Grant Gives SPC Students Greater Access to Science, Engineering Degrees
The federal grant goes to the Tampa Bay Bridge to the Baccalaureate program, which aims to increase diversity in STEM programs and the STEM job force.
ST. PETERSBURG – U.S. Rep. Charlie Crist, D-St. Petersburg, on Monday (Feb. 26) announced that St. Petersburg College will receive a $1.5 million federal grant for the Tampa Bay Bridge to the Baccalaureate program.
The Bridge to the Baccalaureate program is designed to help increase diversity in science, technology, engineering and math academic degree programs as well as the STEM workforce. (For a story about the Bridge to the Baccalaureate program, click here.)
SPC serves as the lead institution for the project that aims to increase the number of minority students transferring into four-year baccalaureate STEM programs by 50 percent with the support of this three-year National Science Foundation grant.
“I am so proud of St. Petersburg College’s efforts to diversify the STEM workforce,” Crist ssaid. “This well-deserved grant will help further this important work, greatly benefiting our community and economy.”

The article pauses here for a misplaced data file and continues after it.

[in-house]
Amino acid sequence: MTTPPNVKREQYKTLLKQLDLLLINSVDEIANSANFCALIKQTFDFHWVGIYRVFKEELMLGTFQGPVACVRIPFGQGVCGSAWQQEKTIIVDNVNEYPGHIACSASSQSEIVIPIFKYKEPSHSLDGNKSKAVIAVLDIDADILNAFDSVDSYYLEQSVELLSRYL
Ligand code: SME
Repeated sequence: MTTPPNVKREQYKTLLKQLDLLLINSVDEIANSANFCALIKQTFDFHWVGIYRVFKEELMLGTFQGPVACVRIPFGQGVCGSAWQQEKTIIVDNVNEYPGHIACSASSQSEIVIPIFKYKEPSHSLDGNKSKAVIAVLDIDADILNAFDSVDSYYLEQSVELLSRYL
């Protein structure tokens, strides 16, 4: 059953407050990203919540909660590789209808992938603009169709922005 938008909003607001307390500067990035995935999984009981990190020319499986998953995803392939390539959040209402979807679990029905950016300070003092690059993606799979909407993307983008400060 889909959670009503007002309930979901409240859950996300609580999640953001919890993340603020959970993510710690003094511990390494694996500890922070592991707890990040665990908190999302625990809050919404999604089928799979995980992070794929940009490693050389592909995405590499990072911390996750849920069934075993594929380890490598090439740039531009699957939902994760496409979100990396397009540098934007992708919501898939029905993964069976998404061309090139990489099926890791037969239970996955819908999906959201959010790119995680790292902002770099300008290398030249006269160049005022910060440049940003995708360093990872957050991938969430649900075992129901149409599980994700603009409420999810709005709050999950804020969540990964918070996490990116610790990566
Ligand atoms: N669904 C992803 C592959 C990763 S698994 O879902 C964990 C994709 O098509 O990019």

TB-B2B is a partnership between SPC, Hillsborough Community College, and State College of Florida, Manatee-Sarasota. The three colleges typically see more than 400 of their minority students transfer into STEM programs at a four-year university every year.
“We are so honored to be a part of this partnership, which will give underrepresented, minority students opportunities to pursue baccalaureate degrees in STEM fields leading to high-wage jobs that can help end generational cycles of poverty,” said Dr. Tonjua Williams, SPC President. “We are grateful to the National Science Foundation and our educational partners for their commitment to equity and diversity in STEM fields – a commitment that is crucial to meeting the ever-evolving needs of the 21st-century workforce.”
TB-B2B students will engage in undergraduate research and hands-on experiential learning opportunities, increasing their research knowledge base and exploration of STEM interests and careers. A four-year STEM degree leads to higher wages, according to the U.S. Department of Commerce. STEM workers earn about 30 percent more than their non-STEM counterparts do.
Tampa Bay is fast becoming the epicenter of STEM industry and innovation within the state of Florida, and currently ranks as the state’s leading technology hub, according to the Tampa Hillsborough Economic Development Corp. Enterprise Florida estimates that 15 out of the 20 fastest growing job fields will require a STEM education, and projects the need for 120,000 new STEM workers by 2018 alone.
Photo shows U.S. Rep. Charlie Crist, left, presenting the grant check to St. Petersburg College President Tonjua Williams. Courtesy of St. Petersburg College.
Charlie Crist | Tonjua Williams | St. Petersburg College | Education | STEM Education | Bridge to the Baccalaureate | Tampabay News
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